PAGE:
Northern Ireland

NI newspaper review: Mass brawl at Ballymena church

A bus travels over the Irish border Image copyright Getty Images
Image caption Finding a solution to the Irish border issue is one of the main challenges of Brexit

Cross-border relations are very cross indeed according to Monday's papers, as the Democratic Unionist Party asks: "Just what is going on in Dublin?"

DUP deputy leader Nigel Dodds pulls no punches in the News Letter, accusing the Irish government of "mixed messages" and "confusion" over Brexit.

He was reacting to comments by the Taoiseach (Irish Prime Minister) Leo Varadkar, who said his government "will not design a border for Brexiteers".

Mr Dodds described it as "politicking".

However, the paper said the taoiseach's remarks angered unionists and whipped up a "political storm".

"It's simply taking things backwards at a time when common sense co-operation between our two countries and between the Republic and Northern Ireland is what is needed," Mr Dodds complained.

The DUP MP suggested Mr Varadkar's stance may have been motivated by the possibility of a forthcoming general election in the Republic of Ireland.

Unanswered questions

However, a poignant display of cross-border co-operation features prominently in the Irish News and the Daily Mirror as both papers report on a moving tribute to an Irish Coast Guard rescue crew.

A flotilla of almost 100 boats gathered at Carlingford Lough on Sunday to remember the crew of Rescue Helicopter 116, which crashed off the County Mayo coast in March.

The bodies of two members of the four-strong crew still have not been recovered from the sea.

Image copyright Press Eye
Image caption Sunday's flotilla culminated in a ceremony at Rostrevor Bay in County Down

Unanswered questions also persist for victims of the 1972 Claudy bombing, on the 45th anniversary of the IRA attack.

Marjorie Leslie, who was badly injured in the explosions, tells the News Letter she does not believe victims will ever learn the truth about who planted the three car bombs.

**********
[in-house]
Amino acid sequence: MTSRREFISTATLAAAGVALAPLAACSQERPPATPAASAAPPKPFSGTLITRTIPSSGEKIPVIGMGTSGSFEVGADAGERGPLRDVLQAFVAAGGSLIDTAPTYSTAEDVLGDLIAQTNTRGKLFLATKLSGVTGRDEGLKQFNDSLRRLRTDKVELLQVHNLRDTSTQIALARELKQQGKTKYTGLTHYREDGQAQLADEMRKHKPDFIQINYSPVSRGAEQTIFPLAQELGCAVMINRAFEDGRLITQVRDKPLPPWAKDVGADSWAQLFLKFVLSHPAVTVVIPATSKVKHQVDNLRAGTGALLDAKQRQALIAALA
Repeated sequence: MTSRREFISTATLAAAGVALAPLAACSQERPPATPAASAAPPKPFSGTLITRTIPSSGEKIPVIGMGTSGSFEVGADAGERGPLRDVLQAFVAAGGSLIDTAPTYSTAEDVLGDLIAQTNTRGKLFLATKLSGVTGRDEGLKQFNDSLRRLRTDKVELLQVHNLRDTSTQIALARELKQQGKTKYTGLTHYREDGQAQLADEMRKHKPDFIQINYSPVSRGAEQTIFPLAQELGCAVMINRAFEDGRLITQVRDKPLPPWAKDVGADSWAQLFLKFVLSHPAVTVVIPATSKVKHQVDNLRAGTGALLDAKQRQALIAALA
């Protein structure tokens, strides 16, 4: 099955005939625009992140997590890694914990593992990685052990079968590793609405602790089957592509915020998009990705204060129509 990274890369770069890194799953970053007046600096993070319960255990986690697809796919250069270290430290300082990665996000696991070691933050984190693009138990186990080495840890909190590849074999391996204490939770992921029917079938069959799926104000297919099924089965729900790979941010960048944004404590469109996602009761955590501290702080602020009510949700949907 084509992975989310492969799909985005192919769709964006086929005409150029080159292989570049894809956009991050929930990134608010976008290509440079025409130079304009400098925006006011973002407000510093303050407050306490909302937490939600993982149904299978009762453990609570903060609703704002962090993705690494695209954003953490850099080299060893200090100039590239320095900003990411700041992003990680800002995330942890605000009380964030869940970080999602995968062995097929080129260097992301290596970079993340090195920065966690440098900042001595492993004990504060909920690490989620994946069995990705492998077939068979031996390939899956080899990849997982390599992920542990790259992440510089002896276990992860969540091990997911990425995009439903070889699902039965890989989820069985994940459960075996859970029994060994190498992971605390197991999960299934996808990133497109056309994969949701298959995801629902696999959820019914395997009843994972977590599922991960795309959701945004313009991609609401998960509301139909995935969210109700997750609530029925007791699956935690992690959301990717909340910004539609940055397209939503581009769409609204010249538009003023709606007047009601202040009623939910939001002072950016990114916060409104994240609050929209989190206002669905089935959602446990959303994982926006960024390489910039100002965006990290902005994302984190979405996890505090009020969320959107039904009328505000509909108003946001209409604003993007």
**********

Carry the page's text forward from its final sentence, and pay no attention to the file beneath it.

"No one has ever been brought to justice over Claudy and realistically, I don't believe anyone ever will," she says.

The Irish News leads with a close examination of top doctors' pay packets.

The paper reports that, on top of their salaries, more than 460 doctors and dentists in Northern Ireland share £5m in bonuses.

Former Stormont health minister Michelle O'Neill says the bonuses are unacceptable "at a time when nurses can't achieve a 1% pay increase".

Image copyright North Wales Police
Image caption Molly Owens and her father are believed to be with a woman in the Republic of Ireland

The Mirror reports on the case of a missing five-year-old girl from Wales who police believe may have been taken to the Republic of Ireland.

Molly Owens, from Holyhead, is believe to be travelling with her father who is wanted by officers after he missed a court appearance on Friday.

Thirteen miscarriages

Imagine phoning home to wish your mother happy birthday, only to be given the devastating news that she is dead.

That's what happened to Alliance MLA Kellie Armstrong, who has been telling the Belfast Telegraph about the worst day of her life.

As part of the paper's Meet the MLAs series, she speaks candidly about her mother's sudden death from cancer in 1992.

Image caption Kellie Armstrong spoke candidly about the best and worst days of her life

Then 21, Ms Armstrong explained how her mother was going into hospital for some tests, just as she was heading off for a summer holiday in Turkey.

"I phoned home a week-and-a-half later to wish her a happy birthday - only to be told she had died the day before."

The Strangford politician also revealed she's had 13 miscarriages.

She said the birth of her daughter, now 14, was the best day of her life.

The Belfast Telegraph also reports on a Mass brawl in Ballymena at the weekend.

The paper says terrified church-goers had to "run back to their pews" after unwittingly walking into a street brawl outside All Saints' Church after Saturday night Mass.

The dispute between building site workers and members of the Travelling community led to "an angry mob beating people with iron bars and shovels," it is reported.

'Kill each other over misunderstanding'

In a dramatic turn of events, the Orange Order is to be "put on trial for treason," according to the Irish News.

Image copyright Pacemaker
Image caption The Orange Order is the focus of a new history play

The institution's role in Irish history will be cross-examined in a new play, to be staged in a County Louth courthouse next month.

It follows a similar production last year, which focused on the leader of the 1916 Easter Rising, Patrick Pearse.

The case for and against the Orange Order has been penned by Newry playwright, Anthony Russell.

"We kill each other over a misunderstanding of history, and the more we understand history, maybe the less likely we are to kill each other," he says.